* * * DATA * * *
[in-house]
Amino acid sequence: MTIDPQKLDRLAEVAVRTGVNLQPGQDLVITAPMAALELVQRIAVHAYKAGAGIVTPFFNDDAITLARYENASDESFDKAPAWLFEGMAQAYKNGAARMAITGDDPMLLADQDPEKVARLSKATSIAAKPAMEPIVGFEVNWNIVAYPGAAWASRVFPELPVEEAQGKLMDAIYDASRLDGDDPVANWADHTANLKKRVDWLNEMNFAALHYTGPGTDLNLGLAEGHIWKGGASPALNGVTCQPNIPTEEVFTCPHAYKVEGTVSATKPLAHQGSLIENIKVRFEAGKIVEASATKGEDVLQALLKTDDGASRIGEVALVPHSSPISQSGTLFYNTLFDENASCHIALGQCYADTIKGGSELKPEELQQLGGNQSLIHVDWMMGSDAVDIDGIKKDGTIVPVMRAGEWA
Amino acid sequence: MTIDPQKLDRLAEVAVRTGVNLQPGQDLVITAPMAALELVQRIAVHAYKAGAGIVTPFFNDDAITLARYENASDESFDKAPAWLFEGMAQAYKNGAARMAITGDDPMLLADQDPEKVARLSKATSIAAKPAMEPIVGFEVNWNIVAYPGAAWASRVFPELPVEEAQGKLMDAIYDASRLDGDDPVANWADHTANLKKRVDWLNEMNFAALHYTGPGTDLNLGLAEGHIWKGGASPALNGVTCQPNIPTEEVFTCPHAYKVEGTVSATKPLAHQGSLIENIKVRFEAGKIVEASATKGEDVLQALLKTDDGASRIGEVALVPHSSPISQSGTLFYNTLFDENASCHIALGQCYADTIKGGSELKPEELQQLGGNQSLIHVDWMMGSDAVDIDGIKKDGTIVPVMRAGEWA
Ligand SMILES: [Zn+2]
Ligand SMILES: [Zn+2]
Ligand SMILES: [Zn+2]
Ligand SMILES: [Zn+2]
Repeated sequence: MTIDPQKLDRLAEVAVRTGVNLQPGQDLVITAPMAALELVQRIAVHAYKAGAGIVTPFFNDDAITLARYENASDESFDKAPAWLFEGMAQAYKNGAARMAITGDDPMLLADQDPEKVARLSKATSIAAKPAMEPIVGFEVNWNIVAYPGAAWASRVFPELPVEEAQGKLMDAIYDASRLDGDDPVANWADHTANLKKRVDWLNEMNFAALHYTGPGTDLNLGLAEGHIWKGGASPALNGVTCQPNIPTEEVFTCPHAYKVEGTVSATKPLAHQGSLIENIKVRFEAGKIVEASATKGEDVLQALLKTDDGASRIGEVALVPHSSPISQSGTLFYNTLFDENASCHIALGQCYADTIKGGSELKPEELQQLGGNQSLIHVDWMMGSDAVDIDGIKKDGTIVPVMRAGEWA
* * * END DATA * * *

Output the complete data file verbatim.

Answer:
[in-house]
Amino acid sequence: MTIDPQKLDRLAEVAVRTGVNLQPGQDLVITAPMAALELVQRIAVHAYKAGAGIVTPFFNDDAITLARYENASDESFDKAPAWLFEGMAQAYKNGAARMAITGDDPMLLADQDPEKVARLSKATSIAAKPAMEPIVGFEVNWNIVAYPGAAWASRVFPELPVEEAQGKLMDAIYDASRLDGDDPVANWADHTANLKKRVDWLNEMNFAALHYTGPGTDLNLGLAEGHIWKGGASPALNGVTCQPNIPTEEVFTCPHAYKVEGTVSATKPLAHQGSLIENIKVRFEAGKIVEASATKGEDVLQALLKTDDGASRIGEVALVPHSSPISQSGTLFYNTLFDENASCHIALGQCYADTIKGGSELKPEELQQLGGNQSLIHVDWMMGSDAVDIDGIKKDGTIVPVMRAGEWA
Amino acid sequence: MTIDPQKLDRLAEVAVRTGVNLQPGQDLVITAPMAALELVQRIAVHAYKAGAGIVTPFFNDDAITLARYENASDESFDKAPAWLFEGMAQAYKNGAARMAITGDDPMLLADQDPEKVARLSKATSIAAKPAMEPIVGFEVNWNIVAYPGAAWASRVFPELPVEEAQGKLMDAIYDASRLDGDDPVANWADHTANLKKRVDWLNEMNFAALHYTGPGTDLNLGLAEGHIWKGGASPALNGVTCQPNIPTEEVFTCPHAYKVEGTVSATKPLAHQGSLIENIKVRFEAGKIVEASATKGEDVLQALLKTDDGASRIGEVALVPHSSPISQSGTLFYNTLFDENASCHIALGQCYADTIKGGSELKPEELQQLGGNQSLIHVDWMMGSDAVDIDGIKKDGTIVPVMRAGEWA
Ligand SMILES: [Zn+2]
Ligand SMILES: [Zn+2]
Ligand SMILES: [Zn+2]
Ligand SMILES: [Zn+2]
Repeated sequence: MTIDPQKLDRLAEVAVRTGVNLQPGQDLVITAPMAALELVQRIAVHAYKAGAGIVTPFFNDDAITLARYENASDESFDKAPAWLFEGMAQAYKNGAARMAITGDDPMLLADQDPEKVARLSKATSIAAKPAMEPIVGFEVNWNIVAYPGAAWASRVFPELPVEEAQGKLMDAIYDASRLDGDDPVANWADHTANLKKRVDWLNEMNFAALHYTGPGTDLNLGLAEGHIWKGGASPALNGVTCQPNIPTEEVFTCPHAYKVEGTVSATKPLAHQGSLIENIKVRFEAGKIVEASATKGEDVLQALLKTDDGASRIGEVALVPHSSPISQSGTLFYNTLFDENASCHIALGQCYADTIKGGSELKPEELQQLGGNQSLIHVDWMMGSDAVDIDGIKKDGTIVPVMRAGEWA